"You have one of the most significant battlefields on the North American continent with one of the most significant naval ships in the world," Smith said. "You could argue that both definitely are one of a kind."

Dark blue paint, matching its look when in the Pacific at the end of World War II, masks some of the surface problems.

"You're dealing with a metal artifact sitting in a brackish environment in high humidity," Smith said. "How do you treat an artifact? Traditionally we put it in a climate controlled space where you control for temperature, humidity and light. You can't do that with an almost 600-foot-long ship."

The first long-overdue major repairs occurred in 1988 -- 40 years after it arrived. By then, it had become stuck in mud. Flooding inside had caused serious corrosion. It gingerly was towed to a Galveston shipyard and essentially given a new hull.

"But they didn't get into as much of the inner part," Smith said. "They had a limited budget ... And things didn't get done. It's no fault or no blame, just the reality of the situation."

The ship continued to deteriorate. There have been two serious incidents this year, including one where a pump failed, water poured in, the ship got lower and weak spots normally just above the water line began taking more water. By the time the leaks were plugged, 100,000 gallons needed removal.

"One of the things you have to understand about a ship like this is it was in a weird sort of way designed to leak," Smith said. "It was a battleship designed to take a lot of damage and inflict a lot of damage. The way it is set up is you can flood a lot of it and it's still OK.

"The problem we have is in combat, its normal life, you have almost 1,800 men working on it. We have about 18."

The dry berth permanently removes it from the water and hopefully eliminates the problem of water inside that causes "this downward spiral," as Smith calls it, of more corrosion and more holes.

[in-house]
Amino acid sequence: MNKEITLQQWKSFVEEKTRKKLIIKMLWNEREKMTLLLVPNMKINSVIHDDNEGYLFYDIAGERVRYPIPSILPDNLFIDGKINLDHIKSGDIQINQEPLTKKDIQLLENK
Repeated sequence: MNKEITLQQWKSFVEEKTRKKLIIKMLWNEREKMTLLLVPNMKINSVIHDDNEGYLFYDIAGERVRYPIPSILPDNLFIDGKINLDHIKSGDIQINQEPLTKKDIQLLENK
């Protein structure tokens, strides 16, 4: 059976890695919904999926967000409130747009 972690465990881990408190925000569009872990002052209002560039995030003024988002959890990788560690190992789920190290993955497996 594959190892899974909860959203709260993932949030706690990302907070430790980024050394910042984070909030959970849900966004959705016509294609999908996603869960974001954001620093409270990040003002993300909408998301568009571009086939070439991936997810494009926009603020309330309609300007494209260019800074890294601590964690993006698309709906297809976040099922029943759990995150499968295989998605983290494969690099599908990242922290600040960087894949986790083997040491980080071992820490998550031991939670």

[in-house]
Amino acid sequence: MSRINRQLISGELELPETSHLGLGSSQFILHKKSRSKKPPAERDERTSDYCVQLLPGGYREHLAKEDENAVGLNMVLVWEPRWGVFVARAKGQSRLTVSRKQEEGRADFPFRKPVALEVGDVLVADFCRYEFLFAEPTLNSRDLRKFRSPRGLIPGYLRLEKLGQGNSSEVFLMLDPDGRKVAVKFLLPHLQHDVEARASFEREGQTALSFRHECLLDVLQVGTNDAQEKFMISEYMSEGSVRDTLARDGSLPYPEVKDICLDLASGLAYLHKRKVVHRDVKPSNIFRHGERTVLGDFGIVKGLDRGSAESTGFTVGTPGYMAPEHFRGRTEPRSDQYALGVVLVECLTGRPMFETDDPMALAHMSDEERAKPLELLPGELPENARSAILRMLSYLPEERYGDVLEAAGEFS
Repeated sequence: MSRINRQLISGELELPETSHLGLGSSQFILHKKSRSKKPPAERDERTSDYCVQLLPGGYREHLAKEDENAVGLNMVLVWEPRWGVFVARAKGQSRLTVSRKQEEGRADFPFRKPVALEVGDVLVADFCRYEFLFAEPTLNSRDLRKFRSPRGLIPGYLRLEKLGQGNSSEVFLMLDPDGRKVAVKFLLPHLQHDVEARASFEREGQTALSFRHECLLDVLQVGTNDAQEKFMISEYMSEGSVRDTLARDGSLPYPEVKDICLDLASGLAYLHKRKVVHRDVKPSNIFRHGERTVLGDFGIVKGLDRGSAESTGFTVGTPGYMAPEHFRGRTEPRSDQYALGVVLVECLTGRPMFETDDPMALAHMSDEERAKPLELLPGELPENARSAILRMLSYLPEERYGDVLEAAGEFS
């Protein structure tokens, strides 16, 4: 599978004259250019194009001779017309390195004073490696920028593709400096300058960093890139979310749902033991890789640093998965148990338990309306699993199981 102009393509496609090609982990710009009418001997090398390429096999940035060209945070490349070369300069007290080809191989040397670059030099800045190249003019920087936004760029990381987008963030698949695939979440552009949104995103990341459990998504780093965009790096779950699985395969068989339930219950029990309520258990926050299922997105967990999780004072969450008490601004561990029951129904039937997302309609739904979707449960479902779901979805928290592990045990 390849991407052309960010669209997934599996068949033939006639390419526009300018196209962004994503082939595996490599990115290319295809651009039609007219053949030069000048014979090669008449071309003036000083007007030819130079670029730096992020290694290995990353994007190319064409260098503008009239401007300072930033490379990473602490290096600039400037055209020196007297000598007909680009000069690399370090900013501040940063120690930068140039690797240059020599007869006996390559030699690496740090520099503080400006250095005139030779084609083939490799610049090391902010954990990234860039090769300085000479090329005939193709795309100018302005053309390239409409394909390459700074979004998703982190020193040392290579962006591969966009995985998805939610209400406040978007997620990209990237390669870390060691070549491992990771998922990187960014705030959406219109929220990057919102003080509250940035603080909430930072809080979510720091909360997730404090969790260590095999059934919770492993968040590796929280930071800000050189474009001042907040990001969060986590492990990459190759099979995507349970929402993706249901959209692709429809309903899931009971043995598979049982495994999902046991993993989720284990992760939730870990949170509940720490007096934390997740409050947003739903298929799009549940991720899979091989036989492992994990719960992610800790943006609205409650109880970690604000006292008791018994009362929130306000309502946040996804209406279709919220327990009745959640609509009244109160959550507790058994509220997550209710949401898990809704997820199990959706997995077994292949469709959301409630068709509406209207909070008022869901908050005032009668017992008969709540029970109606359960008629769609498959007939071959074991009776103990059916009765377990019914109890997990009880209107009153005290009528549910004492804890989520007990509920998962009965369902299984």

Thomas described the task for project architects as "variations of a boat in the bathtub and getting the water out of the bathtub."

One early suggestion was putting the Texas on a floating barge. That was dismissed after considering the ship is 120 feet tall from top to keel and would damage the look of the battlefield it shares.

"One of the things we want to do is respect the context," Thomas said. "We have to be sensitive to the fact that the ship itself is the artifact, but it's actually sitting in a sea of artifacts. So that brings a whole other level of complexity and care we have to take because we're certainly not in the business of saving one artifact at the expense of the other."

There is also an environmental concern if the site -- a wetland -- is drained and turned into a dry area.

About 100,000 people a year visit the ship, which should be less costly to maintain when it's permanently out of the water.

Voters who approved the $25 million in bonds showed they wanted the Texas preserved, Smith said.

"We want to make sure that money is spent well, that we do the right thing that is permanent," he said. "We talk about how to preserve the ship for the next 100, 200 years. We're not talking 10, 15, 20, 50 years."